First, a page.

Saturday, January 17, 2015

The Monster That Is Facebook (And Other Social Media Sites)

After spending an unexpected three hours on Facebook, have you ever found yourself wondering, “What happened? Where’s the time gone?” Do you find yourself accepting the requests of people you barely know? Or maybe you have a better relationship with someone online than you do in real life. Any of this sound familiar?

Yeah, it does to me, too.

How did something as simple as a way to interact with our friends turn into such a Monster? Don’t get me wrong. Social media sites can be great for communicating with our friends and reconnecting with friends lost, but they are also dangerous.

Think about it:
  • Hours of our day disappear
  • We create a façade, becoming whoever we want to be.
  • In the effort to “be real” with one another, we tell people every little detail about ourselves that, honestly, they don’t need to know.
  • We no longer have close friends. Everyone becomes our “best friend” and we spill our problems publicly.
  • With the excuse that we “socialize more” through them, we play games and constantly bombard each other with notifications while wasting our time.
  • We lose the ability to interact in person and would rather message one another.
  • We spend more time posting a picture of what we are doing than actually doing it.
  • We can no longer deal with boredom. It drives us crazy.
All of these things are major problems. We, as a society, are feeding our little Monsters. And the more we feed them, the hungrier they get and the bigger they grow.

I guess this may bother me more than most partially because, as a missionary kid, I have been a “public figure” for most of my life. Everyone knows everything about me and everything I’m doing. If I don’t post, people begin to wonder if I have fallen off the face of the earth. People I don’t even know keep up with me, watching me, expecting me to be a good role model even in the internet world. That’s a lot of pressure.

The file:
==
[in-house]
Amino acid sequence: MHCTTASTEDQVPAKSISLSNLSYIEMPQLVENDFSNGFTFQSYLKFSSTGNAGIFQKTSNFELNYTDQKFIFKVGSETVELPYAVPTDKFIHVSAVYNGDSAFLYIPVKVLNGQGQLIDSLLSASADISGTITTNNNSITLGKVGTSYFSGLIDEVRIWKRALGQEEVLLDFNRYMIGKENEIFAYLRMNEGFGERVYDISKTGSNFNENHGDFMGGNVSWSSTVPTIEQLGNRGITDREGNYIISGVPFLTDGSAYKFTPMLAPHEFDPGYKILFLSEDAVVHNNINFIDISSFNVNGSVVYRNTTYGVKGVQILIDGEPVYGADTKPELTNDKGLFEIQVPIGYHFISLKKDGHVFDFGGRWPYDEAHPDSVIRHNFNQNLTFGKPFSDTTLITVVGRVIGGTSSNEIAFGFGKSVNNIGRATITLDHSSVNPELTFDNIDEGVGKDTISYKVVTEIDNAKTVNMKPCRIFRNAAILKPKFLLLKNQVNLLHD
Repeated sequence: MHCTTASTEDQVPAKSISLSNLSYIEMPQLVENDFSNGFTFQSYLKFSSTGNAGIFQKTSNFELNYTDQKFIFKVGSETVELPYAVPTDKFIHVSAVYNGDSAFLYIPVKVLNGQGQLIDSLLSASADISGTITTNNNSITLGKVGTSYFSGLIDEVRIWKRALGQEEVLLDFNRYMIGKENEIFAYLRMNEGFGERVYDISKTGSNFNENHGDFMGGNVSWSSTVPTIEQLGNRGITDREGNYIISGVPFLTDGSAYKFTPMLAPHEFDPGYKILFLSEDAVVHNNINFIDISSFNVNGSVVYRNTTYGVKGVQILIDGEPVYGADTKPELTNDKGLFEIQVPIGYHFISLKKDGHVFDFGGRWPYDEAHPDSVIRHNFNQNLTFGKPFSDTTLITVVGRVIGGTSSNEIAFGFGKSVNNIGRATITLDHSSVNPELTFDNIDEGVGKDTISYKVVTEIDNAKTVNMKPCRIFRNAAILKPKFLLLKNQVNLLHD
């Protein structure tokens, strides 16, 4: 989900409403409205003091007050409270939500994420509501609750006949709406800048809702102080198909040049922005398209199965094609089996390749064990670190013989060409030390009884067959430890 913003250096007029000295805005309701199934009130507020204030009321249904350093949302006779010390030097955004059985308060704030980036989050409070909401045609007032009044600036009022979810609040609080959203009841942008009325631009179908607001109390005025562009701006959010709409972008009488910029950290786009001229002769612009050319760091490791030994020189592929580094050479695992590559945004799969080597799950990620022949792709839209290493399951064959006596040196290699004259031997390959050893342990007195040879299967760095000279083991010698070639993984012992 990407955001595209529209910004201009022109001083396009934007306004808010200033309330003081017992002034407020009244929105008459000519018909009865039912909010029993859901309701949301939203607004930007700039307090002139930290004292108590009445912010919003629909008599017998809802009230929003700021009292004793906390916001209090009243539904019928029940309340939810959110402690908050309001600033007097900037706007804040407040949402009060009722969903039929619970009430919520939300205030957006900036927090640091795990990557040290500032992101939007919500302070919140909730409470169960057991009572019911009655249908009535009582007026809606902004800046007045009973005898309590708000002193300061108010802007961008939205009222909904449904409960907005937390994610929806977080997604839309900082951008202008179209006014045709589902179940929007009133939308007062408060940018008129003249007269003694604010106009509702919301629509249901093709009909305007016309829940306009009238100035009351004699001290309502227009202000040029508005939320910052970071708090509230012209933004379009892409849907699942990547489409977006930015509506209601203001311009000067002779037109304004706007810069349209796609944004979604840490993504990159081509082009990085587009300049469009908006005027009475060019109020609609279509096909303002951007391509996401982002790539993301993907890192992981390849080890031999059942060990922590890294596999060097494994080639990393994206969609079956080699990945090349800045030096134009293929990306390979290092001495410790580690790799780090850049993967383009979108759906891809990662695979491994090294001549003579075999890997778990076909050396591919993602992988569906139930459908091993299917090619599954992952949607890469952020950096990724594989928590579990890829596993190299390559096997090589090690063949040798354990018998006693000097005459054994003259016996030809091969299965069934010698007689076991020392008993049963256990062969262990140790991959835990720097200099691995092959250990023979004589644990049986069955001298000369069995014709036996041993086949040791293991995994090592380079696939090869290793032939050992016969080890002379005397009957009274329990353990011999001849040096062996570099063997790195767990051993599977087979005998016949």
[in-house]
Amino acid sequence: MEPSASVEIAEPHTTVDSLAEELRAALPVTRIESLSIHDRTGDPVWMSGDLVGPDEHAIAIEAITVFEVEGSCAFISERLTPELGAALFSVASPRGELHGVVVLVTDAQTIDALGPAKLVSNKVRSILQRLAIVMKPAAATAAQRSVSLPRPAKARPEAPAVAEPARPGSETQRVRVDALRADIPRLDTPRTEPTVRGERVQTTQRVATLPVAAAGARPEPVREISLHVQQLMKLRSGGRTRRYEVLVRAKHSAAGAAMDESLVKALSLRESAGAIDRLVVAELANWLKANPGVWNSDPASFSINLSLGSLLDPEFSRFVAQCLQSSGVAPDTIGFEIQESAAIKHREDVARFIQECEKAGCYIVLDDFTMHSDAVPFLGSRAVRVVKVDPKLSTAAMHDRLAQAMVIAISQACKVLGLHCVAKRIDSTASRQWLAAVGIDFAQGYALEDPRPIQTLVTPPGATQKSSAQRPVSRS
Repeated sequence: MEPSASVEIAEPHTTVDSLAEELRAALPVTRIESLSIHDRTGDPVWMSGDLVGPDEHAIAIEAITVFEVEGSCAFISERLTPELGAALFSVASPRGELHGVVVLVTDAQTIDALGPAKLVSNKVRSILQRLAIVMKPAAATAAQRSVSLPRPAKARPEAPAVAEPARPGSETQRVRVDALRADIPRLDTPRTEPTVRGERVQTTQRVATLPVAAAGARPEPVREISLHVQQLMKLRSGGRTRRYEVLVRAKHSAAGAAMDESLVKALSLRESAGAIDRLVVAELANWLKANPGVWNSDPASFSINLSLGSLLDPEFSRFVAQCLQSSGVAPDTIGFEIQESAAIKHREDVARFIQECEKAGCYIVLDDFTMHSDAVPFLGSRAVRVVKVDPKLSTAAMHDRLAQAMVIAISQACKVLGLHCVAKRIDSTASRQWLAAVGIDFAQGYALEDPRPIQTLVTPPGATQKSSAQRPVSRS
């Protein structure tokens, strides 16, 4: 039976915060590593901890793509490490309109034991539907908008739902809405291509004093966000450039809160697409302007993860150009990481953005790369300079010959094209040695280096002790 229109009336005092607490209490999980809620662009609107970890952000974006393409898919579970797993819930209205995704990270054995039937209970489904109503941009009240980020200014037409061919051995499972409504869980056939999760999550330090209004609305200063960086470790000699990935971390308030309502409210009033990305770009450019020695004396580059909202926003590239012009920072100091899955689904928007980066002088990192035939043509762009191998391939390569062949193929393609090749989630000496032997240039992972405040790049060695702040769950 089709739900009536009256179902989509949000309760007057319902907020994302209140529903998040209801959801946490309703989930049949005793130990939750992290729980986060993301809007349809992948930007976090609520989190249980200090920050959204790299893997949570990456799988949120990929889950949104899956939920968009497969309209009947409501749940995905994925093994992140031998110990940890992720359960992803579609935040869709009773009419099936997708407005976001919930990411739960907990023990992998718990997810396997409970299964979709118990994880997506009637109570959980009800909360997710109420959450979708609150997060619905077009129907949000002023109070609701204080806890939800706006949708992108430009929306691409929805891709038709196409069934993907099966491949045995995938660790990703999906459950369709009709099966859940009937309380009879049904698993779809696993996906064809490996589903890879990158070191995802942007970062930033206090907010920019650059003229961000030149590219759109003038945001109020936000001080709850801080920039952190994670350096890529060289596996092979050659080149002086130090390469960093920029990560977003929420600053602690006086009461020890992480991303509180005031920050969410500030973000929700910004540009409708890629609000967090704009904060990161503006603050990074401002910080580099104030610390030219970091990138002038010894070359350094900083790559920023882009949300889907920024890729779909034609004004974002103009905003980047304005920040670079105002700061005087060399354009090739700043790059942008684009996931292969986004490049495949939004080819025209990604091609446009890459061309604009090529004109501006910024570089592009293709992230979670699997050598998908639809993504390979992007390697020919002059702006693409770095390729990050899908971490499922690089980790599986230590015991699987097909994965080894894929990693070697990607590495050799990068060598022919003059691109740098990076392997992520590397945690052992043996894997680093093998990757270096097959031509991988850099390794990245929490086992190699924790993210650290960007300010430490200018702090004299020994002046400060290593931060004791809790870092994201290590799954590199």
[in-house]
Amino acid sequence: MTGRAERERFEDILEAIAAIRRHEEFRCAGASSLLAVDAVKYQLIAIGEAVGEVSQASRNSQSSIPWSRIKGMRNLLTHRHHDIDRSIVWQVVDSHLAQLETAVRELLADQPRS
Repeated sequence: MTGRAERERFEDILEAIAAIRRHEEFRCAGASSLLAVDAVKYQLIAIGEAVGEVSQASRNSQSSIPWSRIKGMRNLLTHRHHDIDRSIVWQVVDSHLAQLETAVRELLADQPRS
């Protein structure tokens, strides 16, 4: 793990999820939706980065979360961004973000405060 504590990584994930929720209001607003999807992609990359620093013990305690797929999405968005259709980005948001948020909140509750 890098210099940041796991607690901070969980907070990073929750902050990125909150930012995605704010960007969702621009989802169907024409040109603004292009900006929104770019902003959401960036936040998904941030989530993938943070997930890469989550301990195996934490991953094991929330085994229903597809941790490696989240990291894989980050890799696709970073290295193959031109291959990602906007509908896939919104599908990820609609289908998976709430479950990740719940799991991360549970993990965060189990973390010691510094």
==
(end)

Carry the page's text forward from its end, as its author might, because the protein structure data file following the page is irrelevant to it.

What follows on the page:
But on a more internal note, Facebook creates in me a need to know what everyone is doing. When you get right down to it, it’s basically an addiction to gossip. Think about it- instead of everyone talking about us behind our backs, we talk about ourselves and supply the information- both good and bad. It’s inverted gossip! Facebook also dampens my creativity because instead of alleviating boredom by creating something, I turn to Facebook. My “boredom span” is growing short and shorter.

Therefore I’m on Facebook more.

Therefore I don’t create.

So please forgive me, friends and distant relatives, if you find yourselves no longer on my “friends list” within the next few months. It’s not that I don’t want to be friends with you or want to be rude. It’s because I need to do what God is calling me to do- create. And I can’t do that if I’m keeping up with you. If you still want to keep up with me, please feel free to follow me on either of my pages, this blog, Goodreads, or Twitter. I’ll even post something “publicly” from time to time. And send me a message or e-mail! I’d be happy to respond and give you an update.

How is social media affecting your life? Is there anything that it prevents you from doing?

Think about it.

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